Samsung, LG and BlackBerry maker RIM helped boost the first quarter’s handset sales to 258 million
Mobile handset shipments exceeded expectations for the first quarter of 2009, with Samsung, LG Electronics and BlackBerry maker Research In Motion (RIM) leading the industry, according to an ABI Research report.
In a pleasant surprise for an industry that appeared to have been battered by the global recession, handset vendors shipped 258 million units worldwide by the end of the quarter – beating previous forecasts of 253.5 million.
“Green shoots are sprouting,” Jake Saunders, an ABI analyst, wrote in the %u3200%u3400%u2000April report.
ABI gently revised its year-end 2009 forecasts from an 8.4 to 8 per cent decline, but no one expects the worst to be behind us yet.
“This will not be a V-shaped recovery,” Saunders wrote. “The second quarter of 2008 was a fairly strong quarter for handset sales, so handset shipments for [the second quarter of 2009] are going to report a [negative] 10 per cent decline year-over-year, but quarter-over-quarter they should show improvement.”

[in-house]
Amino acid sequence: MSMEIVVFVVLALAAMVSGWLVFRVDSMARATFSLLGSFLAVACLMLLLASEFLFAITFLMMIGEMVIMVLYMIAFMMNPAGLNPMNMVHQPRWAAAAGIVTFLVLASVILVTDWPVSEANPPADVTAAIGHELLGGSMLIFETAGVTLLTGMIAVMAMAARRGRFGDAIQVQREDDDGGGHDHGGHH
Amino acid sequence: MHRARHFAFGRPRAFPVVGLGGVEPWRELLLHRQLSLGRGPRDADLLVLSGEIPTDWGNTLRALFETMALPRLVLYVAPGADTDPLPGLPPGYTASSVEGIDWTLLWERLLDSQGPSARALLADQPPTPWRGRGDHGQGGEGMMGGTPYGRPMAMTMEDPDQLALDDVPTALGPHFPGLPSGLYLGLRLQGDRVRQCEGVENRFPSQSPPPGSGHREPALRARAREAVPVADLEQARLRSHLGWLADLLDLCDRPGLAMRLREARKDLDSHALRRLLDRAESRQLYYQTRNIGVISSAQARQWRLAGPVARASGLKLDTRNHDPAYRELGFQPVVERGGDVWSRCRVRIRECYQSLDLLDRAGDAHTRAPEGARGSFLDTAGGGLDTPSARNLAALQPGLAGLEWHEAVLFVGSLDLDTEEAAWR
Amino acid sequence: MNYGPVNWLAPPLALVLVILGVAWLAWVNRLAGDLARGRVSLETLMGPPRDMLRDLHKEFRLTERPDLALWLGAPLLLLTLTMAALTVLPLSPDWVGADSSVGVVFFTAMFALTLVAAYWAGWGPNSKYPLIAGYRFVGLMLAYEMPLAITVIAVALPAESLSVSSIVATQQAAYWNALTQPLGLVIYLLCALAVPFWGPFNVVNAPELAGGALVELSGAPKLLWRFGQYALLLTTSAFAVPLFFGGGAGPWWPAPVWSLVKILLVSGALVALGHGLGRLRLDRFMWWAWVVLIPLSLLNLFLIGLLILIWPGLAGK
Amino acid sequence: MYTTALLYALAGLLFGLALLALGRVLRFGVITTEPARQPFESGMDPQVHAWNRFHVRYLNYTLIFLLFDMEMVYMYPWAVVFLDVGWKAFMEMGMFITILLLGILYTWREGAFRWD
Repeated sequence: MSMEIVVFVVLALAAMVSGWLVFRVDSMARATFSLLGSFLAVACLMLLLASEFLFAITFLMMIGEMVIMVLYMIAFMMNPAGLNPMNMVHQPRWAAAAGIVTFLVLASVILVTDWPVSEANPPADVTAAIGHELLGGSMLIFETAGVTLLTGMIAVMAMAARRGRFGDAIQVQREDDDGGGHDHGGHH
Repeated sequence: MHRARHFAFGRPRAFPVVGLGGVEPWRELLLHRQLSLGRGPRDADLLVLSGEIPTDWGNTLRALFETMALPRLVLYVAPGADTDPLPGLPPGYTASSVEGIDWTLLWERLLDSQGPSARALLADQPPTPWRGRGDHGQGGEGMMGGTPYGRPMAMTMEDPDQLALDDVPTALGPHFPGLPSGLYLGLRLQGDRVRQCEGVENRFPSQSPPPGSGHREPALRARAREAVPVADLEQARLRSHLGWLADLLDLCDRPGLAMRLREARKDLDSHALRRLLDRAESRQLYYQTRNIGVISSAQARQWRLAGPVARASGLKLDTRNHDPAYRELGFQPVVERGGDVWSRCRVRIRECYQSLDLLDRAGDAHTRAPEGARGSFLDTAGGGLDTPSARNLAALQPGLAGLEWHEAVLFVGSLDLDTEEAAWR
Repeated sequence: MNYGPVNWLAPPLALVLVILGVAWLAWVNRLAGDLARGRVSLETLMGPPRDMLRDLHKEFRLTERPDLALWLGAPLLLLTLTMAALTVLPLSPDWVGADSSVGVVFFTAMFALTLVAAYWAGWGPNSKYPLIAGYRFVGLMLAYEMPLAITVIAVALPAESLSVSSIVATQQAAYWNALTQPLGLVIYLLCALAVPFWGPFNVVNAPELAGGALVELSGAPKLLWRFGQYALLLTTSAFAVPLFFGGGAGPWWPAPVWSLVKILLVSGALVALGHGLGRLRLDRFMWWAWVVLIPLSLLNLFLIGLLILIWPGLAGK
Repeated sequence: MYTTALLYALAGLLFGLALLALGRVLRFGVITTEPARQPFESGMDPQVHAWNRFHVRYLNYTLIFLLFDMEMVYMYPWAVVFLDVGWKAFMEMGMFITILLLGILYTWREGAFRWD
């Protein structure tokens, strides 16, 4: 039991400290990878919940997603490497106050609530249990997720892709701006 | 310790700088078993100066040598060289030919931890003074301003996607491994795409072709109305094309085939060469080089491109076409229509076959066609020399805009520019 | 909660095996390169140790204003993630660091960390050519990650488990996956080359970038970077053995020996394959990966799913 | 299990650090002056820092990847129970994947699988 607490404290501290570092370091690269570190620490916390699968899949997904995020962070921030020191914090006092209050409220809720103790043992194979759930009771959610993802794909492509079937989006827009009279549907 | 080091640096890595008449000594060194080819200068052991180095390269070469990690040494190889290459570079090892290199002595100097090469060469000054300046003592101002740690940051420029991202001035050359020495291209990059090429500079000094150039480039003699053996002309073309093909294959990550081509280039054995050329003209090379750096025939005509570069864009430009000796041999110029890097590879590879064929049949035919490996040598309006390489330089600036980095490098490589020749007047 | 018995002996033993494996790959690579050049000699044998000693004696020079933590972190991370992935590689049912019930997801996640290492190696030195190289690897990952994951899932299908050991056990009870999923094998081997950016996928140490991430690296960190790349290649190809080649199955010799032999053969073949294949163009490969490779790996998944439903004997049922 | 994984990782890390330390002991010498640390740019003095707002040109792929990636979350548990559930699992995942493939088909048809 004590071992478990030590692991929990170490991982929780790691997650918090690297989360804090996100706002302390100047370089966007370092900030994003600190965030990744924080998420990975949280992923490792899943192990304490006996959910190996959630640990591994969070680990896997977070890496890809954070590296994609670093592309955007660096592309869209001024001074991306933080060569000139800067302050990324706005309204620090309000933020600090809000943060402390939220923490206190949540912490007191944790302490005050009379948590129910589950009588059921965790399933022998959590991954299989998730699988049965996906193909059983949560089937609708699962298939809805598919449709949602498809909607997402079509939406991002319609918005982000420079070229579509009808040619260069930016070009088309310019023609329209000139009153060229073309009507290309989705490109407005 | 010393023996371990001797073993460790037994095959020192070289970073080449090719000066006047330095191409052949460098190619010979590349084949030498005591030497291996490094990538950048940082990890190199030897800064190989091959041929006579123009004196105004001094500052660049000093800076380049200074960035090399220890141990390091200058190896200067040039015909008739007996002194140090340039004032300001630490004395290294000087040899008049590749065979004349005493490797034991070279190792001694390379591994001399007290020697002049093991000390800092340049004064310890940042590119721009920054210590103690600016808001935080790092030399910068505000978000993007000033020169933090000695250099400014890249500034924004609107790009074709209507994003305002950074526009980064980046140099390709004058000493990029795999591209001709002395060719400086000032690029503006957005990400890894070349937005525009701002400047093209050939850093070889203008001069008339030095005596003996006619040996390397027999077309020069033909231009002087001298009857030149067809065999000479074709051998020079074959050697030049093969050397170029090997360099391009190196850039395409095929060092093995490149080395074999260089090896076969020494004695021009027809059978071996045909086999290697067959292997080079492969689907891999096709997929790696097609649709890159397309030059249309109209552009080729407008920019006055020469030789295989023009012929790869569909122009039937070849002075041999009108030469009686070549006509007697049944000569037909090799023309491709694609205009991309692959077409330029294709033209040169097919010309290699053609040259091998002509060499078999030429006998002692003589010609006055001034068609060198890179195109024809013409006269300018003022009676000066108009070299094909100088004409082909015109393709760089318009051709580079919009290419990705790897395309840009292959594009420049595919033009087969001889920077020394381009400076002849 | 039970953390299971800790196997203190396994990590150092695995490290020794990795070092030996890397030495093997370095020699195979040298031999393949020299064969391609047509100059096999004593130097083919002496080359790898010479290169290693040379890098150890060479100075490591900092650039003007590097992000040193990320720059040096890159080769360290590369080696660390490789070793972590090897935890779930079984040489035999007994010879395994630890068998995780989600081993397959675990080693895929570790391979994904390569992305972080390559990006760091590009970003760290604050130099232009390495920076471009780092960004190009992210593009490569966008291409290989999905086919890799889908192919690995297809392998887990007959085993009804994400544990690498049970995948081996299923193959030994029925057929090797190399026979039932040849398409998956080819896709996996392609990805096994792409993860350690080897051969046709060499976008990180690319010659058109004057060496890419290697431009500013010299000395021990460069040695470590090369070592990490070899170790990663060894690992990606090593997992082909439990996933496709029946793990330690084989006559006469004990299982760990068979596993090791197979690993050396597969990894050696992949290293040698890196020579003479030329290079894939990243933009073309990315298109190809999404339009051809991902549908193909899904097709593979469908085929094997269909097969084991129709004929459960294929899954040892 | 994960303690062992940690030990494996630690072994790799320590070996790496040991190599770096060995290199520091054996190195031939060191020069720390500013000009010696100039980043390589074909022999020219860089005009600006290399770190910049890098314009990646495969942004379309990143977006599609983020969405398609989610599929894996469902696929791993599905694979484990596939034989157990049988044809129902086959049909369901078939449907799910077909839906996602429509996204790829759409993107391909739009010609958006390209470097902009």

Samsung and LG performed well, taking their market shares to 17.8 per cent and 8.8 per cent, respectively.
RIM, “another star performer,” ABI said, “raised its share to 3.0 per cent, due largely to the success of its BlackBerry Bold.”
Apple’s market share was just 1.5 per cent, although ABI expects some accelerated growth once the iPhone 3G has “one or more siblings” come the second quarter. On 22 April, Apple reported the best non-holiday quarter revenue and earnings in its history.
Nokia, on the other hand, is expected to breathe a sigh of relief once it beefs up its touchscreen line-up and gets the Nokia N97 on the market. Its market share for the first quarter was 36.2 per cent – despite reporting its worst quarter in more than a decade.
Of Sony Ericsson’s showing, with a market share of 5.6 per cent, ABI said, “while Sony Ericsson has the Experia smartphone line-up, the firm’s exposure to the feature phone segment was squeezed more than other handset sectors.” Operators, ABI said, were cooler toward ultra low-cost and feature phones.
“Buyers in the developed world are still concerned about debt and job security,” ABI wrote, advising the industry to remain cautious. “Developing economies are expected to take a hit on the credit side, which could have knock-on consequences on credit lines for purchases and stock levels.”